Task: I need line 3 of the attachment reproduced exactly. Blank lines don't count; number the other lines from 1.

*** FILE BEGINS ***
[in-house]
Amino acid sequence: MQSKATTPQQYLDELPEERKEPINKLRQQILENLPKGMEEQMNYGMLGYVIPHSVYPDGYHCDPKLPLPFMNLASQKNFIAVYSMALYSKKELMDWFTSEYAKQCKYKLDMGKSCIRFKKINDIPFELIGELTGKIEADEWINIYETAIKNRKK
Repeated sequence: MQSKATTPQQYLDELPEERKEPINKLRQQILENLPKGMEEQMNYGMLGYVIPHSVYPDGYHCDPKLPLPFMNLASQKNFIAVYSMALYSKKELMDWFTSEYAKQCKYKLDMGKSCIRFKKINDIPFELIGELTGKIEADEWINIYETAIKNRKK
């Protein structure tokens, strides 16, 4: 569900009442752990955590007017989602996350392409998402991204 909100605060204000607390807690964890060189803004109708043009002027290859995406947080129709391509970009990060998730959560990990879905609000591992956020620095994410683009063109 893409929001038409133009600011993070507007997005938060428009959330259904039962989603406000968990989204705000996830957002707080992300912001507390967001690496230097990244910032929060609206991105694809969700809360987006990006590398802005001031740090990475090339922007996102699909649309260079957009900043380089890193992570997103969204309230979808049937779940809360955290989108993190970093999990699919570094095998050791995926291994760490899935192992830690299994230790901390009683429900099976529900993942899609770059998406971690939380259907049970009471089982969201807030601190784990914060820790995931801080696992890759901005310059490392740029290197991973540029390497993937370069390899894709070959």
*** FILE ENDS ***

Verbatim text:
Repeated sequence: MQSKATTPQQYLDELPEERKEPINKLRQQILENLPKGMEEQMNYGMLGYVIPHSVYPDGYHCDPKLPLPFMNLASQKNFIAVYSMALYSKKELMDWFTSEYAKQCKYKLDMGKSCIRFKKINDIPFELIGELTGKIEADEWINIYETAIKNRKK